Since the mid-1980s, US audiences have watched the majority of movies they see on a video platform, be it VHS, DVD, Blu-ray, Video On Demand, or streaming media. Annual video revenues have exceeded box office returns for over twenty-five years. In short, video has become the structuring discourse of US movie culture. "Killer Tapes and Shattered Screens" examines how prerecorded video reframes the premises and promises of motion picture spectatorship. But instead of offering a history of video technology or reception, Caetlin Benson-Allott analyzes how the movies themselves understand and represent the symbiosis of platform and spectator. Through case studies and close readings that blend industry history with apparatus theory, psychoanalysis with platform studies, and production history with postmodern philosophy, "Killer Tapes and Shattered Screens" unearths a genealogy of post-cinematic spectatorship in horror movies, thrillers, and other exploitation genres.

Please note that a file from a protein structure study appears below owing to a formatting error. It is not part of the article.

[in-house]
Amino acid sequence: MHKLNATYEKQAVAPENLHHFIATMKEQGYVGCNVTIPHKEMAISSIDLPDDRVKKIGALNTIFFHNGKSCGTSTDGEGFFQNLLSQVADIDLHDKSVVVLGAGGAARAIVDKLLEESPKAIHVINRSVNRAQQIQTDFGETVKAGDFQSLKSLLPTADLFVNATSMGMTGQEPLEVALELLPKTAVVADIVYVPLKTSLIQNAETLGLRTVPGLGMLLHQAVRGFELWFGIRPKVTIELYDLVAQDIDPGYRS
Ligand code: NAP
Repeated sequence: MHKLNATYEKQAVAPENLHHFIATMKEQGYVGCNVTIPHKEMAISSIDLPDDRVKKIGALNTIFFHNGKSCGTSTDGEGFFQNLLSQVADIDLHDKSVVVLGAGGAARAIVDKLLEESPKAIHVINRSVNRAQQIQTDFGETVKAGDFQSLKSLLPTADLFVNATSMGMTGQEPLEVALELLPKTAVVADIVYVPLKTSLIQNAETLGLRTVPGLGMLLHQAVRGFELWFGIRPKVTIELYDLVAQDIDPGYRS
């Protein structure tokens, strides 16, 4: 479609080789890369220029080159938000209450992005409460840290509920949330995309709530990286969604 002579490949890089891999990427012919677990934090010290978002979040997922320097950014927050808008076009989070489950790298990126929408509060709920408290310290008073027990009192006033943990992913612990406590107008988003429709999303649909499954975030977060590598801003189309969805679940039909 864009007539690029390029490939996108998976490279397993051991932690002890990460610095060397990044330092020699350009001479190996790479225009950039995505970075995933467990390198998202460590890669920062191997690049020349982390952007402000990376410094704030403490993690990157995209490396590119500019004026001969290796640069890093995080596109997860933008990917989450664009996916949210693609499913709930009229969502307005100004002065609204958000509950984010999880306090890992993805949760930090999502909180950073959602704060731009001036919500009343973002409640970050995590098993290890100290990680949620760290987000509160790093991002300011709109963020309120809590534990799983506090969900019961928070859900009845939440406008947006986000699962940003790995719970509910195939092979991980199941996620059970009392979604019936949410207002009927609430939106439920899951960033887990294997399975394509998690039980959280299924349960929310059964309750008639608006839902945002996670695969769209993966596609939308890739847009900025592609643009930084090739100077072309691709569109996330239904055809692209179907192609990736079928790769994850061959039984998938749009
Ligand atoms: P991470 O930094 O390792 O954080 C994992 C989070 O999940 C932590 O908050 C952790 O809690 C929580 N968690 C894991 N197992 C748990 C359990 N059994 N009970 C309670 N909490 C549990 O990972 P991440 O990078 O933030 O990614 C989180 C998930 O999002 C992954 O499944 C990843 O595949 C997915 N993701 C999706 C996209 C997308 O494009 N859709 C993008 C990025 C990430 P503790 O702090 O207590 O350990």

From "Night of the Living Dead" (1968) through "Paranormal Activity" (2009), these movies pursue their spectator from one platform to another, adapting to suit new exhibition norms and cultural concerns in the evolution of the video subject.
Caetlin Benson-Allott is Assistant Professor of English and Film and Media Studies at Georgetown University.
List of Illustrations Acknowledgments Introduction: Opening Up to Home Video 1. Distributing the Dead: Video Spectatorship in the Films of George A. Romero 2. Addressing the "New Flesh": Videodrome's Format War 3. Reprotechnophobia: Putting an End to Analog Abjection with The Ring 4. Going, Going, Grindhouse: Simulacral Cinematicity and Postcinematic Spectatorship 5. Paranormal Spectatorship: Faux Footage Horror and the P2P Spectator Conclusion: Power Play Notes Bibliography Filmography, Videography, and Gameography Index